Groundcover Between Stepping Stones

by Julie Orr on April 9, 2012

There is something alluring about walking on a path of stepping stones with a touch of vegetation in between the crevices. It could be the great visual qualities of the hard material’s texture and color contrasting with the softer and organic qualities of the planting material, but nevertheless achieving such looks requires research and preparation.

It is wise to choose a paver material that suits the style of architecture of your home which you can then select a groundcover that compliments the material you chose. Ideally you want to use a groundcover that is tight and low mounding that allows you to walk on the pavers and also one that is suitable to your garden’s environment.

Below is a small list of groundcovers you can use in between your stepping stones:

Photo credit to Flickr user  libraryrachel Photo credit to Flickr user libraryrachel

Blue Star Creeper (Pratia pedunculata) has tiny deep green leaves with light blue flowers that dot in spring. It is a stepable groundcover but be sure to let it get well established before giving it too much foot traffic.
Dymondia margaretae has spidery leaves that are blue-gray on top with a silvery sheen on the underside and a sweet yellow flower. It can withstand light foot traffic and once established it becomes a barrier for weeds.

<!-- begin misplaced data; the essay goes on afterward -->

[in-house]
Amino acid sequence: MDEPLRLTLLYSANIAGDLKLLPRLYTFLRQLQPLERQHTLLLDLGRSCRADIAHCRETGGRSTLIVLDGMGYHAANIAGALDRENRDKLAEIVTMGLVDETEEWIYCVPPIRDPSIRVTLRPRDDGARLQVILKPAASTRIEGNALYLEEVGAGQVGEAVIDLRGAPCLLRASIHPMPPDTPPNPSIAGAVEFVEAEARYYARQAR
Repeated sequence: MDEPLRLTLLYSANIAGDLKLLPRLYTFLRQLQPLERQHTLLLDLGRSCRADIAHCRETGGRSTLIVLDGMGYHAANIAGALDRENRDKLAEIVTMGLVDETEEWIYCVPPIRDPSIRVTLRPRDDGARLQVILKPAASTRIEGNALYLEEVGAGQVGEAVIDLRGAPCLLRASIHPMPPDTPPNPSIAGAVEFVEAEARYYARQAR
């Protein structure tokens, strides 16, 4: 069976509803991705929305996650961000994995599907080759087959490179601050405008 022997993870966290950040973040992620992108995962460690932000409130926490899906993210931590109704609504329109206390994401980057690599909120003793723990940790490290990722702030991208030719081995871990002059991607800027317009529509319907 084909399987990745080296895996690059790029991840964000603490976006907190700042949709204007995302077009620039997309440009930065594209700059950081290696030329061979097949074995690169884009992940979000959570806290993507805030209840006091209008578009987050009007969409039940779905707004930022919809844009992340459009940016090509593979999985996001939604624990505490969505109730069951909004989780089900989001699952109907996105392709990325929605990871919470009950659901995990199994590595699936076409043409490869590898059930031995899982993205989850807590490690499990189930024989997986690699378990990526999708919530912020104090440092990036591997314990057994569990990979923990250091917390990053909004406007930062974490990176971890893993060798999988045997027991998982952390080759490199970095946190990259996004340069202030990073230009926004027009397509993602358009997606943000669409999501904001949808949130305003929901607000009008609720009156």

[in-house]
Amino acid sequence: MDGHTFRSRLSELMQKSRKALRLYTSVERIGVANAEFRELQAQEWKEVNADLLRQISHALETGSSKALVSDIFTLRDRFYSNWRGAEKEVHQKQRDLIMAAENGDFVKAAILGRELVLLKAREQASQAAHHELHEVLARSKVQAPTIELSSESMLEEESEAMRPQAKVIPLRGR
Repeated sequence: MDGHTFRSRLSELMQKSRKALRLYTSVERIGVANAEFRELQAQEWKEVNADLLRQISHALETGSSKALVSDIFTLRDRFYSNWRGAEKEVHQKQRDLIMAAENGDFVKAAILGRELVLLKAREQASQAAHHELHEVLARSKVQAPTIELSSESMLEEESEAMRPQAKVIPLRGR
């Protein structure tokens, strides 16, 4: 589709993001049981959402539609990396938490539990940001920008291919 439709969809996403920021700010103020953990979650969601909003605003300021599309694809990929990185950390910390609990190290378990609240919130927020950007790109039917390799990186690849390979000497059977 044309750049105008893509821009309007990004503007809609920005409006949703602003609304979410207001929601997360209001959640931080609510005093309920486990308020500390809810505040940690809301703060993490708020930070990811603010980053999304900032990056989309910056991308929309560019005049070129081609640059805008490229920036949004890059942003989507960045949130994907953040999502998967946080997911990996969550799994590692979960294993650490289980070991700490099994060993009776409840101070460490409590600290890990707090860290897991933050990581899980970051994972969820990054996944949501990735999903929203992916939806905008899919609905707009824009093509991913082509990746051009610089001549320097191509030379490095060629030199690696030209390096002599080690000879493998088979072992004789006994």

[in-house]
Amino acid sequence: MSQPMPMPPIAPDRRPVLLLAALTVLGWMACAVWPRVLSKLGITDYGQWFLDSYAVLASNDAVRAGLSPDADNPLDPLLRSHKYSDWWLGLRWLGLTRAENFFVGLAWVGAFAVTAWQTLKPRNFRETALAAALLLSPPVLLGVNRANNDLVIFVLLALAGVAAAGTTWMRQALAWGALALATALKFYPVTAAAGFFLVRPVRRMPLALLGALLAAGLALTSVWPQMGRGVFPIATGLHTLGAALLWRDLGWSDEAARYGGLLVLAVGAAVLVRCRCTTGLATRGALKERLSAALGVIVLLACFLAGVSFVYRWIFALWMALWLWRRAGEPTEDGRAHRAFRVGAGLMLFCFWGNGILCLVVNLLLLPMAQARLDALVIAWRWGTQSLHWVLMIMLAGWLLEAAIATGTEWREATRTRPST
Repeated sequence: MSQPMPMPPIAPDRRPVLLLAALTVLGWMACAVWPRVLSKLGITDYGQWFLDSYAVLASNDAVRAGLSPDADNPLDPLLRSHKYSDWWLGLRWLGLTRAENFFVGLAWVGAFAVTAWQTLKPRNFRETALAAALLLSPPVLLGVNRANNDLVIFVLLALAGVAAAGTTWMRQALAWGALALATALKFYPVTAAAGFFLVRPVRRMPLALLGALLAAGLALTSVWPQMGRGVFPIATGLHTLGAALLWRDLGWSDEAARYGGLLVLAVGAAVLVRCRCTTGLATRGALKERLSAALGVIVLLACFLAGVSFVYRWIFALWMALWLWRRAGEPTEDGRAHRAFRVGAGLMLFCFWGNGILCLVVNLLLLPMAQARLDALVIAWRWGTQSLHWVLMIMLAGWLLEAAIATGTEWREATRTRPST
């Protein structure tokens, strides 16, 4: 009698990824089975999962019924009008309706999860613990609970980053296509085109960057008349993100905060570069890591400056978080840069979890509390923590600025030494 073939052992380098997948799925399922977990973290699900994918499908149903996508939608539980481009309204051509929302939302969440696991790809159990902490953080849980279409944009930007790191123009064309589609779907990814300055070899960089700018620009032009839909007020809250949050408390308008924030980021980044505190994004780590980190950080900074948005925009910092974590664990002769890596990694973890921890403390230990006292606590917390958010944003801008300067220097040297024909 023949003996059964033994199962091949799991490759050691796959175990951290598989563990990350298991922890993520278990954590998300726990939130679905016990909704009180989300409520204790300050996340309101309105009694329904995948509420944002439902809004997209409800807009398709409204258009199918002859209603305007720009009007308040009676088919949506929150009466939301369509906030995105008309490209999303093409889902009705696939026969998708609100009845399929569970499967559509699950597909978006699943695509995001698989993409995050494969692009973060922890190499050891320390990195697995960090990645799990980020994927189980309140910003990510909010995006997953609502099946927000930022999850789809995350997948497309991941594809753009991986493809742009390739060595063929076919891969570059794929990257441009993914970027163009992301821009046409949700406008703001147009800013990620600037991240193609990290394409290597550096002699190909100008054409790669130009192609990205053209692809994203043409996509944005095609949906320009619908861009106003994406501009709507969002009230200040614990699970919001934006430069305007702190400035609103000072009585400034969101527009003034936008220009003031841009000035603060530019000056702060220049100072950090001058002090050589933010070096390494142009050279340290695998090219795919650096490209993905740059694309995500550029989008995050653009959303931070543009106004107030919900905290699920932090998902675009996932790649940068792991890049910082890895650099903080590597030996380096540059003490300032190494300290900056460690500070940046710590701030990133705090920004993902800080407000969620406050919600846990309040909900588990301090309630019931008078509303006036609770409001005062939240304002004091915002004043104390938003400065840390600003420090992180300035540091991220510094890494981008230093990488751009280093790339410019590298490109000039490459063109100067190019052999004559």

Sedum rupestre ‘Blue Spruce’ forms a mat of blue-green leaves arranged around the stem like spruce needles.
Baby ’s Tears (Soleirolia soleirolii) is a unique moss-like groundcover with tender leaves that you don’t want to step on. Do be careful of where you plant this one because if planted near a lawn, it will spread and overtake the lawn area.
Carpet Bugle (Ajuga reptans) forms a low carpet of narrow leaves, brightly splashed with green, pink and cream. Short spikes of deep blue flowers appear in mid to late spring.
Herniaria glabra (Rupturewort, Green Carpet) is extremely drought tolerant and has attractive green foliage that turns bronzy red in winter.

Remember that there is maintenance required to achieve this look. You must pull the weeds that pop up from time to time and keep the groundcover in check with pruning! So if you decide this is too much maintenance, decorative gravel is always a suitable alternative.

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